Hemispheric asymmetries for tactile temporal discriminations were examined in 29 dextrals. Vibrations lasting 120 ms were delivered unilaterally to the hands, half of which contained a gap lasting between 6 and 18 ms. Participants indicated whether or not the vibration contained a gap. Visual and auditory research has demonstrated a left hemisphere (LH) advantage for gap detection. However, this research has confounded the effects of hemisphere and hemispace. These effects were dissociated using midline and lateral hand placements. Reaction time (p < .05), response error (p < .1), and response bias (p < .05) measures revealed a LH advantage for gap detection. The asymmetry was reduced in the midline condition for the error data only (p < .1). These results demonstrate that the LH is better able to detect brief temporal events than is the right hemisphere. Hemispace appears to have a limited impact on this asymmetry.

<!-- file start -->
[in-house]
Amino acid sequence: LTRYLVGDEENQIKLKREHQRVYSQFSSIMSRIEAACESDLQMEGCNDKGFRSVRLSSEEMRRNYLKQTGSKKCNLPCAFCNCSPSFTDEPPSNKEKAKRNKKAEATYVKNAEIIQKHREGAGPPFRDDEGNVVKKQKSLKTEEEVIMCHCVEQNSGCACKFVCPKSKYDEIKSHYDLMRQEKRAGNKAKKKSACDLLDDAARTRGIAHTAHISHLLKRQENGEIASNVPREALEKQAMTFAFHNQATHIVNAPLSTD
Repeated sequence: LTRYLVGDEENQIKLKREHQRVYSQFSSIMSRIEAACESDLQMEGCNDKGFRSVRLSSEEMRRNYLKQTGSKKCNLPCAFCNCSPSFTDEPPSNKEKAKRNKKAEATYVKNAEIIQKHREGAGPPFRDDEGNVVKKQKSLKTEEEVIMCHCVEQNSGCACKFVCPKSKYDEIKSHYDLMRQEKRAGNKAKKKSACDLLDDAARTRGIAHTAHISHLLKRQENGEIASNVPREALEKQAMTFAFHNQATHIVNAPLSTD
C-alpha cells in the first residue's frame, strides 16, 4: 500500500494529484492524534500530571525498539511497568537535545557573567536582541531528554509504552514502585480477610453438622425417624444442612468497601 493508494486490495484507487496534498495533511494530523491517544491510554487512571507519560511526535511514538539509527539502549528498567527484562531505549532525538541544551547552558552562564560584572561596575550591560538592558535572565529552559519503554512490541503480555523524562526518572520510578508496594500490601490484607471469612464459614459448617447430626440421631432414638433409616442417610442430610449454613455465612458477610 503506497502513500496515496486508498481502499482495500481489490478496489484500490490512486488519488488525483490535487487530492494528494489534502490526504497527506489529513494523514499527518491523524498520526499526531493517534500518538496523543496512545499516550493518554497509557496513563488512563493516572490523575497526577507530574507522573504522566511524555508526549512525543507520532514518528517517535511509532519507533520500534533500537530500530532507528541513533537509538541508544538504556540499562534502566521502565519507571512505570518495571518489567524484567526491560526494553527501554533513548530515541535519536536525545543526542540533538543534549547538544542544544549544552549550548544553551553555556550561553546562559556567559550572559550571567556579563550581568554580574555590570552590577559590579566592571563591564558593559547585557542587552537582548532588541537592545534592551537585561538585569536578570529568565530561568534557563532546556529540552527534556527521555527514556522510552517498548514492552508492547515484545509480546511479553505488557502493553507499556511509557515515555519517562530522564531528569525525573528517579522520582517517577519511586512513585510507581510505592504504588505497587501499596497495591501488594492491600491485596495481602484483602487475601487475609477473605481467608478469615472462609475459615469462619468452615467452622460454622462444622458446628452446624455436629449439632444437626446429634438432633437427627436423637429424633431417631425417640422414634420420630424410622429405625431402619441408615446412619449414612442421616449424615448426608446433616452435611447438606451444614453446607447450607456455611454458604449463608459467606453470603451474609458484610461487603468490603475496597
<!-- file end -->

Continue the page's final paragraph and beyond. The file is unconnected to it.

|Number of pages||12|
|Journal||Journal of Clinical and Experimental Neuropsychology|
|Publication status||Published - 1998|